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The Testament of Mary Review: Harry Potter’s Aunt As the Mother Of Jesus On Broadway

Fiona Shaw in The Testament of Mary  By Colm TóibínIt seemed like a stunt at first, inviting the audience on stage to see the set of “The Testament of Mary” – the live vulture (we’re told his name is Pinhead), the cave underneath the stage with a glass door so that we can see the clay urns, the odd assortment of objects/artifacts, and then Fiona Shaw as the Virgin Mary, motionless as a statute (except she’s silently murmuring), dressed in orange and that particular blue used in Renaissance paintings of the Madonna and Child — Della Robbia blue — holding calla lilies and an apple, surrounded by votive candles and encased in a big plastic cube.

But then we get back in our seats, and this “pre-show” suddenly makes sense, as the cube lifts and Fiona Shaw takes off her robe and tunic, and stands before us in a plain black frock – the Blessed Mary becoming the woman Mary.

We who walked past her were like churchgoers, viewing the objects around her like reliquaries and treating her as the iconic image, not a human being.

“Mary, the mother of Jesus, comes to us through many images; she does not come in words…” playwright Colm Toibin, who has written this play as an adaptation of his 2012 novella, writes in a long insert in the program, graced with some of the famous paintings and sculptures depicting her. “Slowly, the idea came to me that I would give a voice to Mary.”

The Mary that Toibin gives voice to for 85 minutes on the stage of the Walter Kerr tells us what it was like to see her son (she never mentions his name) grow apart from her and surround himself with “a group of misfits.” She is simultaneously awed, and, one senses, revolted by the bringing of Lazarus back from the dead, and she give us a similar personal take on several other such incidents recounted in the Christian Bible. She talks about what it was like to watch her son while he was dying, and confesses with much guilt to leaving early in order to escape being captured. She details her resistance to the efforts of unnamed others (clearly apostles) to fit her into a storyline that will “change the world.” She is, in other words, no longer silent. She scoffs, and shouts, scowls and suffers.

She also strips naked, dunks her body in a pool of water, climbs a ladder, plays with barbed wire, slams chairs and tables loudly on the floor as if to make sure we’re awake. Every line she utters seems matched to a physical action, which may or may not have anything to do with what she is saying.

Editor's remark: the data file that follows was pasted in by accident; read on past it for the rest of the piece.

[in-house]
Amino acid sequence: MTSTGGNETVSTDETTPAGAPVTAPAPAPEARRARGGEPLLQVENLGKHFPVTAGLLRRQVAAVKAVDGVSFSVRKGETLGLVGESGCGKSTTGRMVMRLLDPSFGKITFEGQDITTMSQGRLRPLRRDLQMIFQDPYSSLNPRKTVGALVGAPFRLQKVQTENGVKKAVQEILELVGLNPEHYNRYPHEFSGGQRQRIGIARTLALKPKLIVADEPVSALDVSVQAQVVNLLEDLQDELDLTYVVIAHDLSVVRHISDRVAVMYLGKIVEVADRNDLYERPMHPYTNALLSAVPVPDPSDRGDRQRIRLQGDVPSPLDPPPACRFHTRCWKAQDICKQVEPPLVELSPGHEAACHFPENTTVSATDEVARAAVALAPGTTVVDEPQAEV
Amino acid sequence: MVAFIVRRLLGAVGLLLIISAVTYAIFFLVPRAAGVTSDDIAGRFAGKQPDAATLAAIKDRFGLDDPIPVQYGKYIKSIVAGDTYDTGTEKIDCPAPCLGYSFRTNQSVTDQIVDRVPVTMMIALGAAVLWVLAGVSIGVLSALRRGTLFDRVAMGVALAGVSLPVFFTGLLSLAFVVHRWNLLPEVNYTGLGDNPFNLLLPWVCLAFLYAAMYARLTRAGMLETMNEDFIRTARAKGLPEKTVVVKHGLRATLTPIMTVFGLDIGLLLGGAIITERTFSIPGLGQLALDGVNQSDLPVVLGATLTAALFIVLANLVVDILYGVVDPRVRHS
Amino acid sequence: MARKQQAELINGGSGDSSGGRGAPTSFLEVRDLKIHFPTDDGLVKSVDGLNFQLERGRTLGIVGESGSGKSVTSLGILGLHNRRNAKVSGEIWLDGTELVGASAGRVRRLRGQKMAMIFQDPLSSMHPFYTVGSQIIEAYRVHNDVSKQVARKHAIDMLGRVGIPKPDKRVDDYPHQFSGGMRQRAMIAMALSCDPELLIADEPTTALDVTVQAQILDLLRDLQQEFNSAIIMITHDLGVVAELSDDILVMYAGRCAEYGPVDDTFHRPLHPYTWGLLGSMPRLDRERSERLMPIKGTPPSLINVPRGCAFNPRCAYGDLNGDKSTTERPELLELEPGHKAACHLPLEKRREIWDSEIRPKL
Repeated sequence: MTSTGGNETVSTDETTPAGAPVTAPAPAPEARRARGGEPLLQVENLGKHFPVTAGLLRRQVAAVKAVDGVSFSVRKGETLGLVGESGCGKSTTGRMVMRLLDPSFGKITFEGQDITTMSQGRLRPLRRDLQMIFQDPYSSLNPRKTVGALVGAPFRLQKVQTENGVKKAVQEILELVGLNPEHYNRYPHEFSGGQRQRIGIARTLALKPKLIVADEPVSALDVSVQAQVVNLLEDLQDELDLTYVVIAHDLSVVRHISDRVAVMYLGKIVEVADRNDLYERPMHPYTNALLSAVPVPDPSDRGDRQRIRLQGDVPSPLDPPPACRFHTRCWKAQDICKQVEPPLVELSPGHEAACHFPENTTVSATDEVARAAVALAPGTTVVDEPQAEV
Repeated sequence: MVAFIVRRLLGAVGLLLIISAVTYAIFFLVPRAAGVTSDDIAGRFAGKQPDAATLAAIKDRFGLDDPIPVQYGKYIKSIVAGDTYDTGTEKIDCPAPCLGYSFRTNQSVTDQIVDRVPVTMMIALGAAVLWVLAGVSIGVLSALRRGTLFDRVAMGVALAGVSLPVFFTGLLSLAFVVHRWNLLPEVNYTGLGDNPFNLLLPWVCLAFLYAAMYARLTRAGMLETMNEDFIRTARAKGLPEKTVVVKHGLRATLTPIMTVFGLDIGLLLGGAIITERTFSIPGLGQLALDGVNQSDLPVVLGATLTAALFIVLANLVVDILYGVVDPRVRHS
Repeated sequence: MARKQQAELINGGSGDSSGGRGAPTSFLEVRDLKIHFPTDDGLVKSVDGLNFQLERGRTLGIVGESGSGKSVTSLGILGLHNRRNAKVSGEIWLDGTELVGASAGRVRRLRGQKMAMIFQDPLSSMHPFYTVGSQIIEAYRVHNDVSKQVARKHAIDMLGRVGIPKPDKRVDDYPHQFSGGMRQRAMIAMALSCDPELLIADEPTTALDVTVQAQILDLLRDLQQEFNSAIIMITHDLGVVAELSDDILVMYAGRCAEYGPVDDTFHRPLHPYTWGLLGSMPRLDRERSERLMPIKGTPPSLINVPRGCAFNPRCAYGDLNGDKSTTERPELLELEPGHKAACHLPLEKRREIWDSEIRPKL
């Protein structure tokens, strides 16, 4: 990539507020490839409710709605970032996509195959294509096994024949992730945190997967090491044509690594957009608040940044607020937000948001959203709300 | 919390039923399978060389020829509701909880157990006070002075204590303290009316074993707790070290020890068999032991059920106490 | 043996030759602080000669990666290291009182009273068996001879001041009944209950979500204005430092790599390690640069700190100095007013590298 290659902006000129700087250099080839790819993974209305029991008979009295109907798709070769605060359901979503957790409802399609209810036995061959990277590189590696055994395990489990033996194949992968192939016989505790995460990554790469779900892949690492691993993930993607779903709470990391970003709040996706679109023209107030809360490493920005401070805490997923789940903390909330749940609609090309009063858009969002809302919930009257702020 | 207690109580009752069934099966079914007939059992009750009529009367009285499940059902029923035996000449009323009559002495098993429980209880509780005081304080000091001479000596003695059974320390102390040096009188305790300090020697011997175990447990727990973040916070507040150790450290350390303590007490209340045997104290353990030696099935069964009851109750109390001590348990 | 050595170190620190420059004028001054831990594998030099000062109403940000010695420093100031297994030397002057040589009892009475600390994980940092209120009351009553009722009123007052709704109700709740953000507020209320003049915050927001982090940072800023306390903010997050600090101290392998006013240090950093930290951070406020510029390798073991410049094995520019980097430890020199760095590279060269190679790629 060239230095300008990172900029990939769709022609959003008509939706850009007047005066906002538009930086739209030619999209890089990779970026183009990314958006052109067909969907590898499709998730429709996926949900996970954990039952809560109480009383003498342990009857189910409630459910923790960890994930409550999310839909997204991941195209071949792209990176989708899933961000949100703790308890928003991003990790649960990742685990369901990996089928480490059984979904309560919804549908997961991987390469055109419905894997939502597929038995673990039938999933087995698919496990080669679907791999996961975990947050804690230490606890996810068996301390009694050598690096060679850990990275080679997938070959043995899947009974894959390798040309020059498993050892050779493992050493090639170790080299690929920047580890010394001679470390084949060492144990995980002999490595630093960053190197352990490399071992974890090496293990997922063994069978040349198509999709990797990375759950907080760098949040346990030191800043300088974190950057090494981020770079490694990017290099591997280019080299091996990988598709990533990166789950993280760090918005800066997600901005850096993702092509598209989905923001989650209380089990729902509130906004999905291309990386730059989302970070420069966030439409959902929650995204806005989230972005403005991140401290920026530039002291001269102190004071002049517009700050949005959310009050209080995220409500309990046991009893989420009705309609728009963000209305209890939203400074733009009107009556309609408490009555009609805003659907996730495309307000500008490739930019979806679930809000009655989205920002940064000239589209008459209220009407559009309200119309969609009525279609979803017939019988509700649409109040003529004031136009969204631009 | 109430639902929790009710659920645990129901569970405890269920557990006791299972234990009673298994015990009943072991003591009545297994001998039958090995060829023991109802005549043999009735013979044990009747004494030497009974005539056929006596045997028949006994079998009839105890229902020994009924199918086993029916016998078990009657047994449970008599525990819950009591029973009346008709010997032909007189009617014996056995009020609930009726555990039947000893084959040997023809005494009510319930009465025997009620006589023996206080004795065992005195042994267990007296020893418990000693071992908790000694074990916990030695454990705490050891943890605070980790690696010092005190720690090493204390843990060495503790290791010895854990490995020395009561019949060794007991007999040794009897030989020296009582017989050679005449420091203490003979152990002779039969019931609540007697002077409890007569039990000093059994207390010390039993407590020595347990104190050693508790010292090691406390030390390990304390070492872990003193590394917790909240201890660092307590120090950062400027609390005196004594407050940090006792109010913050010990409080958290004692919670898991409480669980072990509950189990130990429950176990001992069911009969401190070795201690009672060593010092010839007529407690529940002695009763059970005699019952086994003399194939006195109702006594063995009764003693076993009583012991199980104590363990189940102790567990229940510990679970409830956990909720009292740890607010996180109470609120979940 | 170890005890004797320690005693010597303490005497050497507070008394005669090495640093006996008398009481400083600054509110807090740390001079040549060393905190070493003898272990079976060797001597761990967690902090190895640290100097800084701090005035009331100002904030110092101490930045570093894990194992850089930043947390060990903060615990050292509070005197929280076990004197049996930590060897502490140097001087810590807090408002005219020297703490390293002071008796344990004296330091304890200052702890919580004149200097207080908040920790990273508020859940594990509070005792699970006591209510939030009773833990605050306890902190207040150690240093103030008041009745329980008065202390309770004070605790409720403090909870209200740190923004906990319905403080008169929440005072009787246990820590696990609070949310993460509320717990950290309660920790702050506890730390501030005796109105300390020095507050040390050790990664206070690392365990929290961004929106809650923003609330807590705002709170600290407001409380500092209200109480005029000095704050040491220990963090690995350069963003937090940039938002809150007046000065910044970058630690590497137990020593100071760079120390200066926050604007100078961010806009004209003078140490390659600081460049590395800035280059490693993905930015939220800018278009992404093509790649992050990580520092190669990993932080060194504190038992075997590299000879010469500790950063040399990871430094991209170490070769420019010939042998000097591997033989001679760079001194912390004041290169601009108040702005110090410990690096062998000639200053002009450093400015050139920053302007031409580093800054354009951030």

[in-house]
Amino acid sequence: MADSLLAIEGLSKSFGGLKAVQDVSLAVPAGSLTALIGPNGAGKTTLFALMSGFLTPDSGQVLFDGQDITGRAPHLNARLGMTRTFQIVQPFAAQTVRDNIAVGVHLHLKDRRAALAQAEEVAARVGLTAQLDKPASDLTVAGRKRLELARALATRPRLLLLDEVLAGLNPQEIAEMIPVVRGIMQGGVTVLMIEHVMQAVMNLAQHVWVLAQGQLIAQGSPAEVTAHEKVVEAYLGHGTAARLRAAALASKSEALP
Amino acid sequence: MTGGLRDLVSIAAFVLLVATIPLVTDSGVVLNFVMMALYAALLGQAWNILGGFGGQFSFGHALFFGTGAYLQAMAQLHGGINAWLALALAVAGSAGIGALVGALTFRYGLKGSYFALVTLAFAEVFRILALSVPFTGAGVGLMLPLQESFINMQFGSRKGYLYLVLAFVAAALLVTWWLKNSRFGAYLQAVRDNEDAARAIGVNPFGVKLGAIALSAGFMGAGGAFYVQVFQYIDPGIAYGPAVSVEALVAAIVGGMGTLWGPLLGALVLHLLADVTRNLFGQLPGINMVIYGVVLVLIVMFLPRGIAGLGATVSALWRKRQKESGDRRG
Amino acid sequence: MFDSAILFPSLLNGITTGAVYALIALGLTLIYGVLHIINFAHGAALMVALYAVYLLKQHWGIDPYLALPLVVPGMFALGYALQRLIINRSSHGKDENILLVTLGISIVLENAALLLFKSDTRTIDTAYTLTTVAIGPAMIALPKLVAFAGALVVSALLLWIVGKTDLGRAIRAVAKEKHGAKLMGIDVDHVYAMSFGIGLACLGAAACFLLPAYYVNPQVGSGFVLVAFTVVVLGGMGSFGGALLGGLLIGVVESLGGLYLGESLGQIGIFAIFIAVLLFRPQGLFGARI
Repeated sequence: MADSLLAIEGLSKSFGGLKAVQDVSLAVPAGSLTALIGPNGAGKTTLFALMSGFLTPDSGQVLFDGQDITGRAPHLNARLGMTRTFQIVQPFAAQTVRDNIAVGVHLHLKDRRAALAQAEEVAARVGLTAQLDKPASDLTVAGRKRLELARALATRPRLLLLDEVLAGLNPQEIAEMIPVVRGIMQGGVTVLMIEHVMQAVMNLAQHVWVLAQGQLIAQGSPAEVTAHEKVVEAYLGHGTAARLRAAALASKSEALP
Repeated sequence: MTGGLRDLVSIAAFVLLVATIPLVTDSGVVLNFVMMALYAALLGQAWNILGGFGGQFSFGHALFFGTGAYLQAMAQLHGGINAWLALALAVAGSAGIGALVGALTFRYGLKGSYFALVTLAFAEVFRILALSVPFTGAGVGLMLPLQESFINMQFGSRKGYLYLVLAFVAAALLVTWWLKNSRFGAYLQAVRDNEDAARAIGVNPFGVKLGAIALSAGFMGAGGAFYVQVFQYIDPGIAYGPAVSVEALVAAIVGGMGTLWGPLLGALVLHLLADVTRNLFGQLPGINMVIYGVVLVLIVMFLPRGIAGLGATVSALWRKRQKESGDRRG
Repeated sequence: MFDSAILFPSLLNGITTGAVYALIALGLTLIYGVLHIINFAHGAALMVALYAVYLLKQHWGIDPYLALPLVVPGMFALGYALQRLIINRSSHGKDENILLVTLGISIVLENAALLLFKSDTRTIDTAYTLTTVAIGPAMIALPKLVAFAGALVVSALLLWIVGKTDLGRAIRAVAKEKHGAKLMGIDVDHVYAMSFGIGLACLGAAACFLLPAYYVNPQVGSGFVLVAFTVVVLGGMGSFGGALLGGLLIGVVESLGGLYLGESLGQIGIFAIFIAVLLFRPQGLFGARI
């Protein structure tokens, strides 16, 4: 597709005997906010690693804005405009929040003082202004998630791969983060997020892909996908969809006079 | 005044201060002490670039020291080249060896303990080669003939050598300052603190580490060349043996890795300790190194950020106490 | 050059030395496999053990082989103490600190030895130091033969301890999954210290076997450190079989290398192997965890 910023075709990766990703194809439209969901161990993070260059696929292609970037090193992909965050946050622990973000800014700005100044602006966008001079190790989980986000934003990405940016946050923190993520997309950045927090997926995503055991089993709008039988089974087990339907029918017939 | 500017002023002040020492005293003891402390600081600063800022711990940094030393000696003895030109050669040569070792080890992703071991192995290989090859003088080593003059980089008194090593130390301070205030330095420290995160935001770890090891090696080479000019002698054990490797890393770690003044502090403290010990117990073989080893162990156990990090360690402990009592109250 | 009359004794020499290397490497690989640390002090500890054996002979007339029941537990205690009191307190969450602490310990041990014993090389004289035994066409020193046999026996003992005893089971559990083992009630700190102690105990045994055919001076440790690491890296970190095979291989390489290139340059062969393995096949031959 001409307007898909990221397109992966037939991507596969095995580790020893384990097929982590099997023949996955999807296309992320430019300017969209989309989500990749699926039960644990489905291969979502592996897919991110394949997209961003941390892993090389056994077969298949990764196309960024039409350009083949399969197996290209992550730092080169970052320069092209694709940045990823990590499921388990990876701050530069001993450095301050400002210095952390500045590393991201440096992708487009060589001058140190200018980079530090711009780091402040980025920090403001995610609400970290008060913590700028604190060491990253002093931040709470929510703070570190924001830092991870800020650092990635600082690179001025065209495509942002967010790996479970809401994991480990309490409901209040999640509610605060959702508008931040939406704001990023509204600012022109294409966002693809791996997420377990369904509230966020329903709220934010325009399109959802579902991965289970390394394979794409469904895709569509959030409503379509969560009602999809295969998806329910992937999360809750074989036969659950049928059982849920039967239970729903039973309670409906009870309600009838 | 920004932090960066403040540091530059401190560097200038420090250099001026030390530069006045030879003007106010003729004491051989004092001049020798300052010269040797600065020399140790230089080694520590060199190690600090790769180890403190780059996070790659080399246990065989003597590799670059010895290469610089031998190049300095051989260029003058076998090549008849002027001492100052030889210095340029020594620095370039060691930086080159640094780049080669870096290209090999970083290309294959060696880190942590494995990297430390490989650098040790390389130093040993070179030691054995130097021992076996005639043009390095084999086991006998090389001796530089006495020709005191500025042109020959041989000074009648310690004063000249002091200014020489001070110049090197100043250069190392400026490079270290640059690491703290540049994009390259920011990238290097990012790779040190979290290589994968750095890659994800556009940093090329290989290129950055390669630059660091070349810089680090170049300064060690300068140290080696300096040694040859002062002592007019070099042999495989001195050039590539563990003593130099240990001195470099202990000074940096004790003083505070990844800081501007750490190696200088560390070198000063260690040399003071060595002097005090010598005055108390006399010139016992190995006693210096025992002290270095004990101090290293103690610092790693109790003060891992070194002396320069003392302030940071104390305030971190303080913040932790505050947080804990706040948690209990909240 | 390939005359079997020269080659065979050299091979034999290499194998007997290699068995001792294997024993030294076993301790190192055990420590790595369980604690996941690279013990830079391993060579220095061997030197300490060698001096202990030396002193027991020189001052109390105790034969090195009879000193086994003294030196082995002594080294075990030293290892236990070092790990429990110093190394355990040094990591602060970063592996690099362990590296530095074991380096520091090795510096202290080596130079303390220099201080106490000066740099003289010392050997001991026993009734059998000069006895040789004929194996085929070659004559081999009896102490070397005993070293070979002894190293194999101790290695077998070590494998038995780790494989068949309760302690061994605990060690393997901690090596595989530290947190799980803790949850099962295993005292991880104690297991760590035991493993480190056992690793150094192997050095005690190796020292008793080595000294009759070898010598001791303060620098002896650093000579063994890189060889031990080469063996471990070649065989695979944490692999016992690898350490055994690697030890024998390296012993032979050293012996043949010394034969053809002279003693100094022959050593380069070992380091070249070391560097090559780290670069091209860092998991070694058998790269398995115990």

Movie buffs know Fiona Shaw as Harry Potter’s Aunt Petunia. TV-watchers, at least those with premium cable, might know her as the evil Marnie in True Blood. Theatergoers have seen up close the breadth and depth of her intensity, in works such as “Medea” a decade ago on Broadway and far more frequently at the Brooklyn Academy of Music, most recently in Ibsen’s “John Gabriel Borkman.” Testament director Deborah Warner has been her frequent collaborator over the past quarter century.

The track record of their collaboration, the care with which scenic designer Tom Pye chose all those objects on the stage, the awe-inspiring lighting by Jennifer Tipton, all suggest that “The Testament of Mary” should be a deeply resonant work of theater. But I’m afraid at some point in this play I came back full circle to my initial impression, that this production was something of a stunt; all the attention-getting theatricality started to cause my attention to drift. I am sure there was meaning in Shaw’s over-the-top stage business and busyness; perhaps it will come to me after more quiet contemplation.

The Testament of Mary

At the Walter Kerr Theater

By Colm Toibin; directed by Deborah Warner; performed by Fiona Shaw; sets by Tom Pye; costumes by Anne Roth; lighting by Jennifer Tipton; music and sound by Mel Mercier

Running time: 1 hour 25 minutes with no intermission.

Tickets:  $50 – $135

The Testament of Mary is scheduled to run through June 16, 2013

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About New York Theater
Jonathan Mandell is a 3rd generation NYC journalist, who sees shows, reads plays, writes reviews and sometimes talks with people.

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